Problem: Google currently handles 3.5 billion searches per day. With the advent of smart speakers in many homes and vehicles, that number is sure to rise. However, many FI sites have rudimentary search at best. It’s especially frustrating within online banking when you are trying to accomplish a relatively simple task but search fails to provide a clear solution.


  • Make search easy to find on all pages
  • Include a transaction search option
  • Offer natural language input
  • Voice-enable search
  • Curate the results for the top 100 searches

Inspiration: Mountain America Credit Union devotes much of the top-third of its homepage to search. And it helps users with auto-suggestions as you type and a list of curated top searches.

5. Alerts Are Too Introverted

Problem: Alerts are a vital way to de-stressing money management. But all too often they are hard to find, difficult to set at appropriate levels, and overly complex to adjust.


  • Integrate alerts in all areas of online and mobile banking
  • Provide history of alerts sent
  • Provide alert-setting guidance including reasonable default values
  • Make it easy to adjust alerts

Inspiration: Although you have to search the Accounts sub-menu to find the Alerts area, once you find it Bank of America has a user-friendly menu of alerts along with something rarely seen, a history of alerts sent.

6. Transaction Data Wants to Be Free (form), Not Stuck in Columns

Problem: Financial institutions still display data in a format better suited for a paper statement or a spreadsheet.

Solution: You may love pouring over spreadsheets, but most customers don’t. Make it easier to track new transactions and spot anomalies. Think Gmail not Excel.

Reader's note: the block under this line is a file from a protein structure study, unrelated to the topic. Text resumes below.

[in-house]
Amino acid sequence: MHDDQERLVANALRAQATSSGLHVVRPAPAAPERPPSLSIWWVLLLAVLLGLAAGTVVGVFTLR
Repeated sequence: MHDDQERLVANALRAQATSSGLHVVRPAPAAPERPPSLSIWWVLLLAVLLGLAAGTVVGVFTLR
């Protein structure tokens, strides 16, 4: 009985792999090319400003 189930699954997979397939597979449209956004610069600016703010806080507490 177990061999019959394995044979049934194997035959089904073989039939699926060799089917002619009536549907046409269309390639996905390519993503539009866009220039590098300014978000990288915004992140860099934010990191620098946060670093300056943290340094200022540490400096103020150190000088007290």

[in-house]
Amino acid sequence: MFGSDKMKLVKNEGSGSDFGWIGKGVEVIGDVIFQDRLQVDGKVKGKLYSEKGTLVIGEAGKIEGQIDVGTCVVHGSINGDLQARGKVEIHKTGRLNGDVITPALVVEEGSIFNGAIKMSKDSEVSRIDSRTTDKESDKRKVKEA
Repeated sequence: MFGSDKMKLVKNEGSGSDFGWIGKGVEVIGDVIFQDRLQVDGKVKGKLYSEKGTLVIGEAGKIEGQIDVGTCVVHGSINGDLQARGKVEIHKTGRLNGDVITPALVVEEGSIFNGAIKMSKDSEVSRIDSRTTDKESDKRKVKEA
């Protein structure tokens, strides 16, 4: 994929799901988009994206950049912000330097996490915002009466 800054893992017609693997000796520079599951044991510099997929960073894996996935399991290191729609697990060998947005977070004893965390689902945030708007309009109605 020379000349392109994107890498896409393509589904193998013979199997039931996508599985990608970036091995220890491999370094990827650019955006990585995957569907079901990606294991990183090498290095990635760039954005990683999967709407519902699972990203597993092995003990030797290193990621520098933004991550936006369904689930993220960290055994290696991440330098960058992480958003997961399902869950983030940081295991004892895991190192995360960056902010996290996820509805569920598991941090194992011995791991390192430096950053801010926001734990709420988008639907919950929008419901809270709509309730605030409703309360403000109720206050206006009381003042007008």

Inspiration: This mobile banking mockup from UX Design Agency has a time-stamped feed of relevant information.

7. One-Size-Fits-All User Interface

Problem: The majority of financial institutions have at least three of four checking/current account choices. Some have more than a dozen. But most retail banking customers are wedged into the exact same digital experience. It’s awkward to make 81-year old retirees use the same UI as a college freshman. Even worse, banks are leaving revenue on the table since many customers will pay extra for a tailored service.


  • Provide unique UIs for key segments: children, retirees, small business, college students, and so on
  • Charge extra for more security options
  • Charge extra for higher levels of customer service

Inspiration: American Express pioneered the concept of financial services market segmentation 52 years ago with the launch of the Gold Card. And then doubled down 20 years later with the Platinum Card. It’s high time that digital banking follows the same path.

Jim Bruene is Principal of BUX Advisors, a digital banking user experience consultancy. He has spent 25 years at the forefront of digital banking founding Online Banking Report, the Finovate conference series, and most recently BUX Certified, a UX seal of approval. If you send an email to Jim, he will always reply back.